Sandisk Extreme Pro 64 GB SDHC Class 10 UHS-1 64GB SDXC Class 10 memoria flash - Tarjeta de memoria (SDXC, -25 - 85 °C, Negro, Oro, -40 - 85 °C, Class 10)
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- Descripción del producto: SanDisk Extreme Pro 64 GB SDHC Class 10 UHS-1
- Capacidad: 64 GB
- Tipo de tarjeta flash: Secure Digital eXtended Capacity (SDXC)
- Velocidad de lectura: 95 MB/s
- Color: Negro, Oro
- Ancho: 24 mm
- Profundidad: 2.1 mm
- Altura: 32 mm
Descripción del producto
Altura: 3,2 cm
Ancho: 2,4 cm
Cantidad por paquete: 1
Capacidad: 64 GB
Clase de memoria flash: Class 10
Clasificación de escritura-X: 633
Color del producto: Negro, Oro
Intervalo de temperatura operativa: -25 - 85 °C
Profundidad: 2,1 mm
Tipo de tarjeta flash: SDXC
Velocidad de lectura: 95 MB/s
Opiniones de clientes
Opiniones de clientes más útiles en Amazon.com
1. the yellow lock switch
2.the serials and images on the back of the card
3. The super gold plates
4. The plastic (real ones will look different)
5. The sticker on the front (off center and not perfect)
6. Speed testing.
7. Gut instincts (varies based on size of gut and experience)
I did a heavy load on the card with 50gb of wedding images and it handled it. Next I did a Black magic speed test and ill post the numbers below. I contacted amazon and they have allowed the refund to be made. I cant risk having a low performance card for weddings especially for the price. If you can please double check your cards by verifying it through Sandisk services. All you have to do is email them with the serials on the card. Super easy and they respond within a day. I gave it two stars because amazon service is amazing. I also have some images of a fake and a real card. Hope this helps
Cards with 32GB or less are SDHC and should work with most devices released in the last few years. SDXC will cover cards with higher capacities, such as this card in 64GB. This is an important consideration to Linux users since SDXC uses exFAT which may not work with your OS. If you have an up-to-date Windows installation or a recent Mac release you will be fine without third party software, though a firmware update may be necessary for your card reader if it's pre-'09.
You will not achieve UHF speeds on a USB 2.0 bus - you will see a maximum 20-30MB/S depending on file size and other factors. On many host devices the speed gains are negligible during operation because of fast internal memory buffers - I can burst (9/s) an average of 15 shots in RAW+jpeg on my DSLR with a class 6 card, or 18 with this - so probably not worth the premium price for that gain alone. Video there is no difference since the class 6 can float the 20mbps required for 1080i on my camera. In other words, if you can get the extreme pro in 64GB for the same price as the extreme in 128GB, your money is probably better spent on the extreme, if not on a non-UHF card, which is to say class 6 or 10.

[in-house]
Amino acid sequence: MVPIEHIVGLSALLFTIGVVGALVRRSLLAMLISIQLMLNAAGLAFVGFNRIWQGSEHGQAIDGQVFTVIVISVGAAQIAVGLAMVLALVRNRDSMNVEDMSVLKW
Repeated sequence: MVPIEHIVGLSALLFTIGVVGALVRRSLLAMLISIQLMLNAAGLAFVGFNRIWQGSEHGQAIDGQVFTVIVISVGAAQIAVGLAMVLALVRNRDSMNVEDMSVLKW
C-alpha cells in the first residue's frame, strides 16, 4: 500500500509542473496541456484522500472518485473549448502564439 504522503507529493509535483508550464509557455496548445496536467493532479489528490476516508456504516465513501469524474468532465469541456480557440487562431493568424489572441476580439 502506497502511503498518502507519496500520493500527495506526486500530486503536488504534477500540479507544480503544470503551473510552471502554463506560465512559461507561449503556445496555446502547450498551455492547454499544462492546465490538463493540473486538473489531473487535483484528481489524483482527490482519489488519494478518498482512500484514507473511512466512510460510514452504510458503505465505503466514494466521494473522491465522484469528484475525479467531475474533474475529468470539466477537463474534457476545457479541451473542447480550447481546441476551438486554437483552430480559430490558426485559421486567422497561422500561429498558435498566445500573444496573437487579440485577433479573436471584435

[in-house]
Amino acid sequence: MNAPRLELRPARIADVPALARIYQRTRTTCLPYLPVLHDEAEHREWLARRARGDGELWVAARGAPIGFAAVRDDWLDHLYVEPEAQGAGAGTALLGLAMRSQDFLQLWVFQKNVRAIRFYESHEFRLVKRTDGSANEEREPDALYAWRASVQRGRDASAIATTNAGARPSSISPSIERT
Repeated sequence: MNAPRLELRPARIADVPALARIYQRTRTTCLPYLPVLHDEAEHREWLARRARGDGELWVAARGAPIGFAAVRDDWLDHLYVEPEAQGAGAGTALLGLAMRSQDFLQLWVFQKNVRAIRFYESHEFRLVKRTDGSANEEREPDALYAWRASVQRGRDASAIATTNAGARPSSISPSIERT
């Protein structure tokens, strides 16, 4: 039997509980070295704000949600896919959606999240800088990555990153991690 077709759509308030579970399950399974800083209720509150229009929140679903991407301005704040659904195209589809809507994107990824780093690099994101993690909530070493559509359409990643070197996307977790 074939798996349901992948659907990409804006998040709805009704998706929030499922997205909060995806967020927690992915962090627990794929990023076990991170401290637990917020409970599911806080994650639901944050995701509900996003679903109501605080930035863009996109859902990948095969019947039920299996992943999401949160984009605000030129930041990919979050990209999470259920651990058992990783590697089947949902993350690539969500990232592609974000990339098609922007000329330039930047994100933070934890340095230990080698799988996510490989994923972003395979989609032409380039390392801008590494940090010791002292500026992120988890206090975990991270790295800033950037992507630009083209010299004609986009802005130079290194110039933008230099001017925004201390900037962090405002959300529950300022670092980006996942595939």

It may be noteworthy that this card is waterproof and x-ray proof, but does not specify that it is magnet proof as other brands' documentation does. That said, Sandisk has some of the most robust built-in error checking features in the 'biz and other brands don't really compete in quality if you do some research.
My advice is to make sure you can use the extra speed you're paying for - if you don't have a USB 3.0 card reader, a host device with USB 3.0 PC connection, or a built-in card reader on a laptop that's either newer or has a recent firmware update, you may be wasting a fair sum of money here. Also make sure your device says SDXC if you do go above 32GB. Many devices' documentation will explicitly say that it works up to 32GB. It'll just try to format the card over and over if you feed it an SDXC.
Hopefully some info here was helpful! Happy hunting
I have learned the error of my thinking. If you are a hobbyist photographer, shooting landscapes or family/friends you may not see a need for this disk depending on what you shoot. If you are a professional wedding photographer or a sports photographer; or any kind of photographer where you NEED to capture that one special shot then you NEED this card.
Here's my story: I had run out of space on my Sandisk 32GB while photographing the bride getting to the church. I put in a standard Kingston 16gb SDHC card to shoot the ceremony with. BIG MISTAKE!! I was preparing for the bridesmaids to march down the aisle so I had my camera set to take a quick succession of pictures (in case one had her eyes closed). My camera took so long to cycle that I missed completely the next bridesmaid. It turns out that the Kingston writes at around 4mb/s compared to the Sandisk at 95mb/s. That is a huge difference. Needless to say that I captured the bride getting fed cake, but missed her smearing it on his face. If you don't think that speed matters, wait until you have to tell the bride that you missed an important shot because the disk in your camera can't keep up with your camera. :(
I actually came to this site today to purchase another one; and while I was here decided to put in my thoughts on this disk. Don't be "that photographer" who is known for missing important shots like I did.